Candidate wants to restore benefits to vets discharged under ‘don’t ask, don’t tell’

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BOSTON — U.S. Rep Seth Moulton, a Democrat from Massachusetts running for president, has said he wants to restore benefits to veterans discharged under “don’t ask, don’t tell.”

The Hill reported that Moulton announced a plan to return the benefits on Thursday. The congressman told the website that more than 100,000 LGBTQ service members missed out on veterans benefits such as the GI Bill because they were less-than-honorably discharged under the policy.

Started during the Clinton presidency, the policy was supposed allow LGBTQ people to serve in the military as long as they didn’t declare their orientation and the military was not supposed to ask about orientation. It was supposed to be a “lighter” version a ban on LGBTQ people in the military. It was repealed in 2010 when Obama changed policy for LGBTQ people to serve openly.

From The Hill:

The plan from Moulton, an Iraq War veteran, would shift the burden of appealing discharges away from veterans and instead make it the responsibility of the military’s correction and discharge review boards.

“The military record correction and discharge review boards will examine the discharge status of everyone to determine who was separated for sexual orientation or ‘homosexual activity.’ Unless the military can produce records to justify the discharge on other grounds, each veteran’s status will be automatically upgraded to honorable–restoring the benefits that they earned and so rightly deserve,” Moulton said in a statement.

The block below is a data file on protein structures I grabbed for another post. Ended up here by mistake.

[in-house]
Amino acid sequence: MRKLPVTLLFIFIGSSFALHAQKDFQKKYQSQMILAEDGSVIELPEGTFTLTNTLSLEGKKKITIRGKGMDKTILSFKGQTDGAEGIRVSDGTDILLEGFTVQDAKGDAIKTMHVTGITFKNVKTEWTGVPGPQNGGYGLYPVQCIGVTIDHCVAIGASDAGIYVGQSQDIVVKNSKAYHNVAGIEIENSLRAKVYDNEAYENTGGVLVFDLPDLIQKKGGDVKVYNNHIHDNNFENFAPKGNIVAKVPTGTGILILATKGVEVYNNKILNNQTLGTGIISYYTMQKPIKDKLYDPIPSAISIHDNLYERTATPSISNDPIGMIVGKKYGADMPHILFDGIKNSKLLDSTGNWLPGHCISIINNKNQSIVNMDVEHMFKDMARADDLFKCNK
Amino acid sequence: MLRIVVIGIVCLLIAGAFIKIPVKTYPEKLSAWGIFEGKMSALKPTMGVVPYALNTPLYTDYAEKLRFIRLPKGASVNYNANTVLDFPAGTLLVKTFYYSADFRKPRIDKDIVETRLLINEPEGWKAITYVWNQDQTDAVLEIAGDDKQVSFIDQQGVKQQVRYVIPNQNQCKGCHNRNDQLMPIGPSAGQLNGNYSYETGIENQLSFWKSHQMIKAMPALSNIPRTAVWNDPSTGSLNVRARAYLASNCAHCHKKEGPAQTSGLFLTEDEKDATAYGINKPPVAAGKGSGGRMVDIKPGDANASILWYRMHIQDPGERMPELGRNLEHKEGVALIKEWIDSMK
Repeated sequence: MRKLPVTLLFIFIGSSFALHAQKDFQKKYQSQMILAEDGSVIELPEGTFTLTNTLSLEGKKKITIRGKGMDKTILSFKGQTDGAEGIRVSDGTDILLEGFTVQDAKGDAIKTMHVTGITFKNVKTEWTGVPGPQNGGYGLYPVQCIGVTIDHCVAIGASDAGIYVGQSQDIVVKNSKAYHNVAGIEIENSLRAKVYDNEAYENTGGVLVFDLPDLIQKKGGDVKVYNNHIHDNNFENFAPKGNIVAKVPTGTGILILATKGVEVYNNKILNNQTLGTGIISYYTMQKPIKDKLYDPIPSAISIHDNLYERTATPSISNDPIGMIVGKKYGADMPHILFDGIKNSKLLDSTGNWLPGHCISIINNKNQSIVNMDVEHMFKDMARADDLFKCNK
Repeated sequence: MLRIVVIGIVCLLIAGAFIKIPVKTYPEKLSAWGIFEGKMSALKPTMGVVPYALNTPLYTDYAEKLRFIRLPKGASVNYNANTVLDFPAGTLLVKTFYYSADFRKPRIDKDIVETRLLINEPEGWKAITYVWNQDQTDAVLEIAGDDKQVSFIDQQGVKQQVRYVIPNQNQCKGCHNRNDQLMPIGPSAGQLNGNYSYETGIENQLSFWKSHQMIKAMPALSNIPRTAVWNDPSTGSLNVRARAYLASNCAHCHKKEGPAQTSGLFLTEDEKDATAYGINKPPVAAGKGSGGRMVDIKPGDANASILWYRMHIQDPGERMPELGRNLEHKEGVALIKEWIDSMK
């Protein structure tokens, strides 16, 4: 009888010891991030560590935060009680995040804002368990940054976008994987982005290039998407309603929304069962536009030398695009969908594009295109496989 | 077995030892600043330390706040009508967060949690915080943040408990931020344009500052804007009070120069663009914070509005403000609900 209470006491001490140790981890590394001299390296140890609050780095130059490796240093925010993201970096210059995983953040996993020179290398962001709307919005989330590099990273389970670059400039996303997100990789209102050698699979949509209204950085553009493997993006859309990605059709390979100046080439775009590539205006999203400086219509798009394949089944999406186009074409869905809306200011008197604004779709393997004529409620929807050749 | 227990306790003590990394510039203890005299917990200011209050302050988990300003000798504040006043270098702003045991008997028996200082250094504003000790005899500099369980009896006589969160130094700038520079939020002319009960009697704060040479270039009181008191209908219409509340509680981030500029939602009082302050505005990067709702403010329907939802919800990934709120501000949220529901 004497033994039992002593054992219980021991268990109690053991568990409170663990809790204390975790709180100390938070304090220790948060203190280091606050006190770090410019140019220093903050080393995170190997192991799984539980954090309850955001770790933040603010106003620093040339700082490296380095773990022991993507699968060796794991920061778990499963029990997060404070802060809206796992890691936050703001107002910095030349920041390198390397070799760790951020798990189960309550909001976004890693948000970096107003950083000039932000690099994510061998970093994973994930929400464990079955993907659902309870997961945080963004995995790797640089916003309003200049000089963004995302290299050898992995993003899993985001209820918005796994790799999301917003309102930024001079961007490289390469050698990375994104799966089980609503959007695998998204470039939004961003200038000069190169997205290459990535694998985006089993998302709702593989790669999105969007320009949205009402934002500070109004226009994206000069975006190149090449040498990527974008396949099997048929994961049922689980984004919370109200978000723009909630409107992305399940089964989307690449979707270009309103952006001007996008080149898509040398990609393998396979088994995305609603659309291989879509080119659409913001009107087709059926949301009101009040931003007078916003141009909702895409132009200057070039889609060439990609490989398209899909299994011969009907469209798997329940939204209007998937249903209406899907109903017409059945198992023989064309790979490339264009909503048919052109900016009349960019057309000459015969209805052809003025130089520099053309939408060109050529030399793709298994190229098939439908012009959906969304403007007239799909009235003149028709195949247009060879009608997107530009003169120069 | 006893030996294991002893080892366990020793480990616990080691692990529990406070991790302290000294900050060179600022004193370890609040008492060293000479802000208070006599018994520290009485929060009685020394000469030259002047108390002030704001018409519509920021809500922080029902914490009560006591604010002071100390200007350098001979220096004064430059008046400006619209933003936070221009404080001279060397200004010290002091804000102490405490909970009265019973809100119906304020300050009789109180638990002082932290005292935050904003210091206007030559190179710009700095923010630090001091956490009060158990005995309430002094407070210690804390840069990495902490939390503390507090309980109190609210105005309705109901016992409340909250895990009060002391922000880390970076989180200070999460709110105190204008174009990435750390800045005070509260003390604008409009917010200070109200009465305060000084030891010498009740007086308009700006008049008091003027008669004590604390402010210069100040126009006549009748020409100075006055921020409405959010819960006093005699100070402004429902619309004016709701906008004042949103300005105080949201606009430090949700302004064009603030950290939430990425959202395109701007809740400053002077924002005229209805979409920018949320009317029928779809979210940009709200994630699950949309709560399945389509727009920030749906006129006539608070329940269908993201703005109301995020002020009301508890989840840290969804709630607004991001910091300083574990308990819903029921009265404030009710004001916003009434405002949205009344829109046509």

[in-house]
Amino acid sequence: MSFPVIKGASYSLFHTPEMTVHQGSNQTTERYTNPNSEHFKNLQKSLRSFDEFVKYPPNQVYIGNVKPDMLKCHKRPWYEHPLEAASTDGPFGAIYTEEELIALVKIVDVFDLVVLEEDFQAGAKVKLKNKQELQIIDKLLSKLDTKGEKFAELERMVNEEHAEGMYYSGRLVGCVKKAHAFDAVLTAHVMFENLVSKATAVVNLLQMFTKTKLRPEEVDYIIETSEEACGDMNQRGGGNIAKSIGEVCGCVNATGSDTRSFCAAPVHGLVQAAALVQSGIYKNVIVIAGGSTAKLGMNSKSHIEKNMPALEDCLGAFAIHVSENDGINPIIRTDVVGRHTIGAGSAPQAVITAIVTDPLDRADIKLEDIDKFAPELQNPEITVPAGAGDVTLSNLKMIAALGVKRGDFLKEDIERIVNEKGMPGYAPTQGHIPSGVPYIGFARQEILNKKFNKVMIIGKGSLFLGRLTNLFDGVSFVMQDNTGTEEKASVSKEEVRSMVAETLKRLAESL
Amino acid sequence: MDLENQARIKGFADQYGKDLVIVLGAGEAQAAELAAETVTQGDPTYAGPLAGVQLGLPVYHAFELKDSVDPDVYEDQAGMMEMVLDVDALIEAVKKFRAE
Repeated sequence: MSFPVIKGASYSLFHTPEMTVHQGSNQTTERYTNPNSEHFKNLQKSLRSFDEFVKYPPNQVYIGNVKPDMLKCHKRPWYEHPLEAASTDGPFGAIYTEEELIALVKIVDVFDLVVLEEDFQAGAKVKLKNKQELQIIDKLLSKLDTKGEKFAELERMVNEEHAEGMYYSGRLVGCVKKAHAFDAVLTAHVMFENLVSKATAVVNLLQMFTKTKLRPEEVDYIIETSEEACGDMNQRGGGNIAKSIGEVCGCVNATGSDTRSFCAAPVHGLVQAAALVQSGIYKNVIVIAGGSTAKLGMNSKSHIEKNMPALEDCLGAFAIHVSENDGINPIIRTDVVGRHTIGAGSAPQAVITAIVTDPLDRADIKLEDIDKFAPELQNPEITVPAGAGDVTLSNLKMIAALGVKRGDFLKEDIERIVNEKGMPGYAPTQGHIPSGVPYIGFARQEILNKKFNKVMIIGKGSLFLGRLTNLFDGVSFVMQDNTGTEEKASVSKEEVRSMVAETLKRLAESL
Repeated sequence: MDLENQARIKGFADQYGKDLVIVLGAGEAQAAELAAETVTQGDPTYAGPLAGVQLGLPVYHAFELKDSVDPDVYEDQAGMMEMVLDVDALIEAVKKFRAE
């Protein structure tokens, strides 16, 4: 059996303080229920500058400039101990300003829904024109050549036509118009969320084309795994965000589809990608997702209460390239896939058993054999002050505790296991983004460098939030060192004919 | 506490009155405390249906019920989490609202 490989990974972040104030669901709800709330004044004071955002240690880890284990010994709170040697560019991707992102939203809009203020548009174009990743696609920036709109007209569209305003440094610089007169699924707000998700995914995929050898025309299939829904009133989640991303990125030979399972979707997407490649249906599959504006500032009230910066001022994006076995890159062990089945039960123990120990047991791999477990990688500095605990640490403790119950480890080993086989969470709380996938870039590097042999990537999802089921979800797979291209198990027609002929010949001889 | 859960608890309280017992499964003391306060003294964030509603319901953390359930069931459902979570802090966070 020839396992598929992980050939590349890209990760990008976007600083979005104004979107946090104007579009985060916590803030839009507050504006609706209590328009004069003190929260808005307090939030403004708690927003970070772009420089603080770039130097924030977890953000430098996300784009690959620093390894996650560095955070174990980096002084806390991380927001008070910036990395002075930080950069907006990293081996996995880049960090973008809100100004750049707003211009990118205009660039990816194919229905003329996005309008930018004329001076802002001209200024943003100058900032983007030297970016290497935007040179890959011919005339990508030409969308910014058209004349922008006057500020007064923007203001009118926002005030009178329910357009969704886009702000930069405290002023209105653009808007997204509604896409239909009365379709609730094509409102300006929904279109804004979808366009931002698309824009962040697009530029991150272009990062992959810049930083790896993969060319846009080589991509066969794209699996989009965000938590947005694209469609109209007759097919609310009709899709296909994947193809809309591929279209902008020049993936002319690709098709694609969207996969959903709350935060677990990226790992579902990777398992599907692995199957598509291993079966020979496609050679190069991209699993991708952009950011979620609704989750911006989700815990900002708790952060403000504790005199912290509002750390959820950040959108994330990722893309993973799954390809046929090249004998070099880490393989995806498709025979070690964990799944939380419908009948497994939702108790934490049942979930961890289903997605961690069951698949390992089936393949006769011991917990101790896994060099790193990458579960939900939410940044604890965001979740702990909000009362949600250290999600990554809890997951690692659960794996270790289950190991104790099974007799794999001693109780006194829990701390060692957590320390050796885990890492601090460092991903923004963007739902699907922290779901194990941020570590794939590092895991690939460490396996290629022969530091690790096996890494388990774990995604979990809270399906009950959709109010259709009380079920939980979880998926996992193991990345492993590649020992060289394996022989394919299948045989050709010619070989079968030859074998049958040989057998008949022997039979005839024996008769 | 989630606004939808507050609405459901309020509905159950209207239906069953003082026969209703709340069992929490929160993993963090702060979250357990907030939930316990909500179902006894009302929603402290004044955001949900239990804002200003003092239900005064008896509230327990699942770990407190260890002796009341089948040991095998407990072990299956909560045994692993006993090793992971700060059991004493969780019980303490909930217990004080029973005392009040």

The proposal would also ensure that the review boards work with veterans with newly upgraded discharge status to help them understand their benefits and update the records of deceased service members to reflect the honorable discharge.

Moulton noted statistics that say veterans who received an other-than-honorable discharge face difficulties finding employment and disproportionately fall into homelessness.

Moulton, who announced he was running for the Democratic nomination in April, is an Iraq War veteran, according to The Hill.

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